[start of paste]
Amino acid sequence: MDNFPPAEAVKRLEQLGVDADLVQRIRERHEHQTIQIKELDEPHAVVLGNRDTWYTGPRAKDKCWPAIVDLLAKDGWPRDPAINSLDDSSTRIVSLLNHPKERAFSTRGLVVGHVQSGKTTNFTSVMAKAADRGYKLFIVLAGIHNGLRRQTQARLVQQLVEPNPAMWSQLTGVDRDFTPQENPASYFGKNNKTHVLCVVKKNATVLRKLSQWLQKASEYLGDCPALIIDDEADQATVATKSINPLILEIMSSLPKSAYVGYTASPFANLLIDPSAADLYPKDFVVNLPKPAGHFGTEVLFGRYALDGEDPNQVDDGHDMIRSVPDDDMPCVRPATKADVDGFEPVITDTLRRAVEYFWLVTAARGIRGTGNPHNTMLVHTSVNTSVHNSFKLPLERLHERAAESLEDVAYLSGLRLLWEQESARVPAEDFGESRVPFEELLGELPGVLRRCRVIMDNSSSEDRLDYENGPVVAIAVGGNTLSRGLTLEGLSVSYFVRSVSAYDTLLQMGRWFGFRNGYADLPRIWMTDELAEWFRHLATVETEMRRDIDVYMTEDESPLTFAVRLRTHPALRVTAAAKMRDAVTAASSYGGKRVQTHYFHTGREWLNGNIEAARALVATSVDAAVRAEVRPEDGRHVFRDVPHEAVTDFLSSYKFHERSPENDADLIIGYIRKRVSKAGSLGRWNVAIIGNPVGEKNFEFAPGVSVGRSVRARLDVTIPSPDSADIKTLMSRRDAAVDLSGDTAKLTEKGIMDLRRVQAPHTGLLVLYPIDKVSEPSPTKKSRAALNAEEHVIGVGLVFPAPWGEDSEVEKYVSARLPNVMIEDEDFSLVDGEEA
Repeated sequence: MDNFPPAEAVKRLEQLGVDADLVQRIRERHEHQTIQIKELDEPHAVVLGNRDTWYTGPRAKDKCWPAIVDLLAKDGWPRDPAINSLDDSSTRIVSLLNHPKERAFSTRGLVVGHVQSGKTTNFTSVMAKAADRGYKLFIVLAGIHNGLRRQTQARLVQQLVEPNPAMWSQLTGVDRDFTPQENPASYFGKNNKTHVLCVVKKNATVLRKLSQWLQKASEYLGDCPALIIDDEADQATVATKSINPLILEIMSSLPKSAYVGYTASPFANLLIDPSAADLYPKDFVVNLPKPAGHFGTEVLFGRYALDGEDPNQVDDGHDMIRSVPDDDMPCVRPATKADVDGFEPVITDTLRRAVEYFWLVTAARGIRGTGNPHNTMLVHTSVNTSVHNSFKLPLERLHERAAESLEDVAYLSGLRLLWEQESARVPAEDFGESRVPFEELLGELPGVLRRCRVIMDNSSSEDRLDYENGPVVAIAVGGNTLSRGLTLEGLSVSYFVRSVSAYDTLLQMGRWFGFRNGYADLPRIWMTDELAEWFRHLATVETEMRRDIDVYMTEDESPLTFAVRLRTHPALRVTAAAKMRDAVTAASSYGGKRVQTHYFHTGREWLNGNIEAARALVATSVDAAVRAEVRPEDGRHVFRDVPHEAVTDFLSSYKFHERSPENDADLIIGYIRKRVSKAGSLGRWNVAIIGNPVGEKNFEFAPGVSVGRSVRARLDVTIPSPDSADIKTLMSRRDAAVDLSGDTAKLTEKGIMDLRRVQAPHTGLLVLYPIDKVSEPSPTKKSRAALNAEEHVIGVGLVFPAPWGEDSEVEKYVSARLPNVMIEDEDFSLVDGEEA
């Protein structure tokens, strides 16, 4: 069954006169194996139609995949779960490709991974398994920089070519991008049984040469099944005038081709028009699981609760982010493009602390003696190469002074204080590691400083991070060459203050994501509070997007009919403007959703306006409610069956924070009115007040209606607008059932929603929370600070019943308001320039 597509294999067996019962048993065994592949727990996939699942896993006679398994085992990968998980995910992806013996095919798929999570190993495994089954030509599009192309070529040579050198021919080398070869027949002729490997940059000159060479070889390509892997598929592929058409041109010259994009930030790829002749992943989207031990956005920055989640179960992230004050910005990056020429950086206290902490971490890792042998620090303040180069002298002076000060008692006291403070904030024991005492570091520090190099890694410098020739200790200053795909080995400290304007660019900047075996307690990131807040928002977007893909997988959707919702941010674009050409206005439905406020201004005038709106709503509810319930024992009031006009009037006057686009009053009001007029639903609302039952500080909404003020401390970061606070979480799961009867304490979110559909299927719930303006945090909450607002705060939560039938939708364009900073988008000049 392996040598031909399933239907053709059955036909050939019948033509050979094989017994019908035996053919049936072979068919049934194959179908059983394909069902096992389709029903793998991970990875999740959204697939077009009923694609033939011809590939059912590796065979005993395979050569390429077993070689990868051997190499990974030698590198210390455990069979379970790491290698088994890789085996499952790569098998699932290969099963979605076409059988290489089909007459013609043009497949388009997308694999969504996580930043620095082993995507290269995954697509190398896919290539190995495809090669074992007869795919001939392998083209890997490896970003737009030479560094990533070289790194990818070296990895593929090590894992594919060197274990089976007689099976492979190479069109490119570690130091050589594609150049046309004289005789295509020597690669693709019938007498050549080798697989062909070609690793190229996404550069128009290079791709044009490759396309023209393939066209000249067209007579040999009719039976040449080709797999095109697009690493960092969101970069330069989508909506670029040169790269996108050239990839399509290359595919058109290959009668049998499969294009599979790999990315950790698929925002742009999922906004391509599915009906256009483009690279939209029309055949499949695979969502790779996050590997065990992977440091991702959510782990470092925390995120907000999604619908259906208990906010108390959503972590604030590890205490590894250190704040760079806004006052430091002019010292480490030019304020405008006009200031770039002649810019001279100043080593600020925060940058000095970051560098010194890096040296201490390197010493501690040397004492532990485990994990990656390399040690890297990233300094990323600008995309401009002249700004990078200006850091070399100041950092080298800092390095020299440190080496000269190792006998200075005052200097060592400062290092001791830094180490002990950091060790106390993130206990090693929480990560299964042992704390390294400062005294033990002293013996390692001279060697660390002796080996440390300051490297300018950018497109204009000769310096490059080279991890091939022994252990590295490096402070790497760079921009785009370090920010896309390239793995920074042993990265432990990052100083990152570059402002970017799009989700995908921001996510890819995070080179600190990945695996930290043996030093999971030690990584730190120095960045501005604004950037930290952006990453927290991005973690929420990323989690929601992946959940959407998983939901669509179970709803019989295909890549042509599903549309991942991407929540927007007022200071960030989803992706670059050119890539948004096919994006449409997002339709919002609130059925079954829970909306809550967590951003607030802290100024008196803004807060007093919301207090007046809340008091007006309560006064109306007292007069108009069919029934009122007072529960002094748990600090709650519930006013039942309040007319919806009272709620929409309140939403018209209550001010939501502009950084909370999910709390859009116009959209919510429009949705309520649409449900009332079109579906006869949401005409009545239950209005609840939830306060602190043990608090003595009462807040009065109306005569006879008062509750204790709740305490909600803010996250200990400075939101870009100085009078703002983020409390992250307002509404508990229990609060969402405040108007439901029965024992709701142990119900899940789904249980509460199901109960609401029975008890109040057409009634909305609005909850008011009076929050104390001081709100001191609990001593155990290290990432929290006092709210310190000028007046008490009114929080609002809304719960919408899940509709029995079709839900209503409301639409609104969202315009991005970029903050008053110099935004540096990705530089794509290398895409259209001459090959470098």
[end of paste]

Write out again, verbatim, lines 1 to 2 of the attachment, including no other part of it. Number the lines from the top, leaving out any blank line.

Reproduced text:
Amino acid sequence: MDNFPPAEAVKRLEQLGVDADLVQRIRERHEHQTIQIKELDEPHAVVLGNRDTWYTGPRAKDKCWPAIVDLLAKDGWPRDPAINSLDDSSTRIVSLLNHPKERAFSTRGLVVGHVQSGKTTNFTSVMAKAADRGYKLFIVLAGIHNGLRRQTQARLVQQLVEPNPAMWSQLTGVDRDFTPQENPASYFGKNNKTHVLCVVKKNATVLRKLSQWLQKASEYLGDCPALIIDDEADQATVATKSINPLILEIMSSLPKSAYVGYTASPFANLLIDPSAADLYPKDFVVNLPKPAGHFGTEVLFGRYALDGEDPNQVDDGHDMIRSVPDDDMPCVRPATKADVDGFEPVITDTLRRAVEYFWLVTAARGIRGTGNPHNTMLVHTSVNTSVHNSFKLPLERLHERAAESLEDVAYLSGLRLLWEQESARVPAEDFGESRVPFEELLGELPGVLRRCRVIMDNSSSEDRLDYENGPVVAIAVGGNTLSRGLTLEGLSVSYFVRSVSAYDTLLQMGRWFGFRNGYADLPRIWMTDELAEWFRHLATVETEMRRDIDVYMTEDESPLTFAVRLRTHPALRVTAAAKMRDAVTAASSYGGKRVQTHYFHTGREWLNGNIEAARALVATSVDAAVRAEVRPEDGRHVFRDVPHEAVTDFLSSYKFHERSPENDADLIIGYIRKRVSKAGSLGRWNVAIIGNPVGEKNFEFAPGVSVGRSVRARLDVTIPSPDSADIKTLMSRRDAAVDLSGDTAKLTEKGIMDLRRVQAPHTGLLVLYPIDKVSEPSPTKKSRAALNAEEHVIGVGLVFPAPWGEDSEVEKYVSARLPNVMIEDEDFSLVDGEEA
Repeated sequence: MDNFPPAEAVKRLEQLGVDADLVQRIRERHEHQTIQIKELDEPHAVVLGNRDTWYTGPRAKDKCWPAIVDLLAKDGWPRDPAINSLDDSSTRIVSLLNHPKERAFSTRGLVVGHVQSGKTTNFTSVMAKAADRGYKLFIVLAGIHNGLRRQTQARLVQQLVEPNPAMWSQLTGVDRDFTPQENPASYFGKNNKTHVLCVVKKNATVLRKLSQWLQKASEYLGDCPALIIDDEADQATVATKSINPLILEIMSSLPKSAYVGYTASPFANLLIDPSAADLYPKDFVVNLPKPAGHFGTEVLFGRYALDGEDPNQVDDGHDMIRSVPDDDMPCVRPATKADVDGFEPVITDTLRRAVEYFWLVTAARGIRGTGNPHNTMLVHTSVNTSVHNSFKLPLERLHERAAESLEDVAYLSGLRLLWEQESARVPAEDFGESRVPFEELLGELPGVLRRCRVIMDNSSSEDRLDYENGPVVAIAVGGNTLSRGLTLEGLSVSYFVRSVSAYDTLLQMGRWFGFRNGYADLPRIWMTDELAEWFRHLATVETEMRRDIDVYMTEDESPLTFAVRLRTHPALRVTAAAKMRDAVTAASSYGGKRVQTHYFHTGREWLNGNIEAARALVATSVDAAVRAEVRPEDGRHVFRDVPHEAVTDFLSSYKFHERSPENDADLIIGYIRKRVSKAGSLGRWNVAIIGNPVGEKNFEFAPGVSVGRSVRARLDVTIPSPDSADIKTLMSRRDAAVDLSGDTAKLTEKGIMDLRRVQAPHTGLLVLYPIDKVSEPSPTKKSRAALNAEEHVIGVGLVFPAPWGEDSEVEKYVSARLPNVMIEDEDFSLVDGEEA